13 US Marines at Camp Pendleton charged with smuggling illegals over the border

(FILE PHOTO by Getty)

Thirteen Marines stationed at the U.S. Marine Corps’ West Coast base, Camp Pendleton, have been charged with allegedly smuggling illegal aliens into the United States.

Two months ago, on July 3, U.S. Border Patrol agents spotted three illegal aliens jumping into the car of two defendants — Lance Cpl. Byron D. Law and Lance Cpl. David J. Salazar-Quintero. The two Marines were subsequently arrested and the three illegals interrogated.

“In early July, Border Patrol agents in Southern California were checking hiding spots and tracking footprints near Interstate 8 when one of the agents saw a black car pull off the highway onto a dirt turnaround, according to [the] criminal complaint,” CNN reported Friday.

“Law was driving, and Salazar-Quintero was in the passenger seat, the complaint says. There were three passengers in the back of the car, and they told the agent they were Mexican citizens, had no immigration papers and were not permitted to enter the United States, it says.”

The illegals further admitted that they’d agreed to pay the Marines $8,000 to be smuggled into the U.S. Law has claimed that the smuggling operation was Salazar-Quintero’s idea.

A week after the two Marines’ arrests, another Marine was arrested in connection as per a Naval Criminal Investigative Service (NCIS) investigation into the matter. Then roughly two weeks later, 18 Marines and a Navy sailor were also arrested. Some were released afterward.

The latter arrests occurred over the span of two days.

Day one:


Source: KNSD

Day two:

Out of all the 22 military personnel who were arrested in July, only 13 were ultimately charged.

“The 13 Marines with the 1st Marine Division face military court [proceedings] on a range of charges under military law, including general article violations for transporting or conspiring to transport undocumented immigrants,” San Diego news station KNSD confirmed Friday.

The next step will reportedly be Article 32 hearings. According to Texas attorney Joseph L. Jordan, “Article 32 hearings are established under the Uniform Code of Military Justice (UCMJ) and are similar to preliminary hearings in civilian law.”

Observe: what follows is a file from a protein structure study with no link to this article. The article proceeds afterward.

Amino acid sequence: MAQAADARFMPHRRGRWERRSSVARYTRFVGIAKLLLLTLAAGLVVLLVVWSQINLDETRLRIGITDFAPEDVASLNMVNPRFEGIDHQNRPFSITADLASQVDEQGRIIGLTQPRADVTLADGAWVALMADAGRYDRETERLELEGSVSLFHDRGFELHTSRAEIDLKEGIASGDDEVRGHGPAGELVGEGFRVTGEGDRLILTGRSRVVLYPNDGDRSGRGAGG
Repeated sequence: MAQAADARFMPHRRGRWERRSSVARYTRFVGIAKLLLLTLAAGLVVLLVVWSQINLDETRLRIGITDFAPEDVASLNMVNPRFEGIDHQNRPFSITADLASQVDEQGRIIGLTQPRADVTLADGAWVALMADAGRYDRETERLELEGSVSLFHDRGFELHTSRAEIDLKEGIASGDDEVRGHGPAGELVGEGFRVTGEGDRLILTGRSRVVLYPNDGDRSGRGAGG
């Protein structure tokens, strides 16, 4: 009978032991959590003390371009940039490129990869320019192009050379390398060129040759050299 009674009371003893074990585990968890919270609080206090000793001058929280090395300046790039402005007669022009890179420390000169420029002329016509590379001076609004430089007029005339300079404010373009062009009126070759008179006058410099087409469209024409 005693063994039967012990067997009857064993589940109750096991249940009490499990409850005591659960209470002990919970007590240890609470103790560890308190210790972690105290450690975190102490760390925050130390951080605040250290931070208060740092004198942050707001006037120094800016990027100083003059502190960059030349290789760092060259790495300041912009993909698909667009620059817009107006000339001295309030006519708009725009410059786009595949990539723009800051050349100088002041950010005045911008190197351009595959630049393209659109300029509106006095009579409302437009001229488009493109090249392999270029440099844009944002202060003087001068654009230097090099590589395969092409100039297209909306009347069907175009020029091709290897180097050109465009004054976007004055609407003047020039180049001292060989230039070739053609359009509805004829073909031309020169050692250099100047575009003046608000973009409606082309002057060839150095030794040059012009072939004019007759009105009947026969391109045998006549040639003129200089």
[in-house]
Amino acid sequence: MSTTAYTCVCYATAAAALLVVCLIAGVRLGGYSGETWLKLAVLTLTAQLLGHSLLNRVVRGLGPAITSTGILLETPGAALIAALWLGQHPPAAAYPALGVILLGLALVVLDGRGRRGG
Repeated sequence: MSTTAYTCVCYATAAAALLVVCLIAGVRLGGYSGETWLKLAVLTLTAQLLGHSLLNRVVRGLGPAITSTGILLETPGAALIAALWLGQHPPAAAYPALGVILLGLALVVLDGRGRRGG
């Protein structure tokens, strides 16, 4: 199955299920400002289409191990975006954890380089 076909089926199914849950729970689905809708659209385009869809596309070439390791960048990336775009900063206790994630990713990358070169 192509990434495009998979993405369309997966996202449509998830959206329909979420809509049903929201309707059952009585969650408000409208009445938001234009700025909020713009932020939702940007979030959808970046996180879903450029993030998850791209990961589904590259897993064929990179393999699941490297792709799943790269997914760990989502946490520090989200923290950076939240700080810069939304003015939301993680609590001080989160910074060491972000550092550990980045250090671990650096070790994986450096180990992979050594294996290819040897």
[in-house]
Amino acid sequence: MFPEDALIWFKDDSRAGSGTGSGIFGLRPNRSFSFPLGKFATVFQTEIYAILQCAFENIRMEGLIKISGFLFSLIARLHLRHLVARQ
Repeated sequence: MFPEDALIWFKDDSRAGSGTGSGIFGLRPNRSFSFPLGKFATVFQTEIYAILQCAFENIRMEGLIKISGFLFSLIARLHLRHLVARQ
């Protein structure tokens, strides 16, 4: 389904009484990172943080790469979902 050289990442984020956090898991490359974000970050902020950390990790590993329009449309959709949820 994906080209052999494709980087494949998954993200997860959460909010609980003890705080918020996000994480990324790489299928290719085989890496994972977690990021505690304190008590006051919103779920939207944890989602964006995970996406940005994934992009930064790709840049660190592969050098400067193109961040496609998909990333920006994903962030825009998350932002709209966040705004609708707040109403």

“As most military members know, court-martials are the most serious level of proceedings when allegations have been made against service members. Prior to determining if there is enough evidence for a court-martial, defendants are required to attend an Article 32 hearing,” he notes.

“Article 32 hearings are presided by hearing officers who may be JAG officers or Military Judges. During the investigative hearing, hearing officers will present probable cause for the charges a military member faces, as well as any evidence to support the allegations against them. Hearing officers will make determinations about whether a case should proceed to general court-martial based on the evidence and allegations.”

Article 32 hearings and court-martials are not always justified.

What happened at Camp Pendleton may represent the first case ever of some “rotten apple” Marines selling out their own country by smuggling illegal aliens into the U.S. for profit. It, however, isn’t the first case of some “rotten apple” Marines engaging in the general act of smuggling.

Just earlier this year a former Mississippi-based Marine was sentenced to five years in prison for running a drug-trafficking operation across the border.

“David Cooper, 45, of Gulfport, was convicted of heading up a drug-trafficking organization whose buyers included military members,” local station WAPT reported at the time.

“In addition to prison, Judge Sul Ozerden ordered three years of supervised release and fined Cooper $10,000 on a charge of possession with intent to distribute the anti-anxiety drug alprazolam, the generic for Xanax.”

One month after Cooper’s sentencing, another former Marine — Junior Joseph — was found guilty of “conspiring with a Haiti senator and others to illegally export 166 semi-automatic guns and 30,000 rounds of ammunition to Haiti,” according to Task & Purpose.

“Junior Joseph’s guilty verdict on conspiracy to export firearms and four other counts came after five days of testimony and an hour of deliberation by the 12-member jury,” the outlet reported.

“The charges included providing false statements about the sale of a 9 mm Glock 17 pistol that was smuggled to Haiti as part of the illegal weapons stash but was later stolen.”

To be fair to the Marines, sometimes the smugglers are just people PRETENDING to be them …

No joke!

Watch:


Source: Fox News

“Border Patrol agents recently arrested 13 illegal immigrants disguised as U.S. Marines and riding in a fake military van, U.S. Customs and Border Protection said Tuesday,” Fox News reported in March of 2011.

“The illegal immigrants were clad in Marine uniforms when they were apprehended at the Campo Border Patrol Westbound I-8 checkpoint at 11 p.m. on March 14 near Pine Valley, Calif., border officials said. Two U.S. citizens in the van also were arrested.”

Clever … but not clever enough.

“This effort is an example of the lengths smugglers will go to avoid detection, and the skilled and effective police work and vigilance displayed every day by Customs and Border Protection personnel,” agency officials said at the time.

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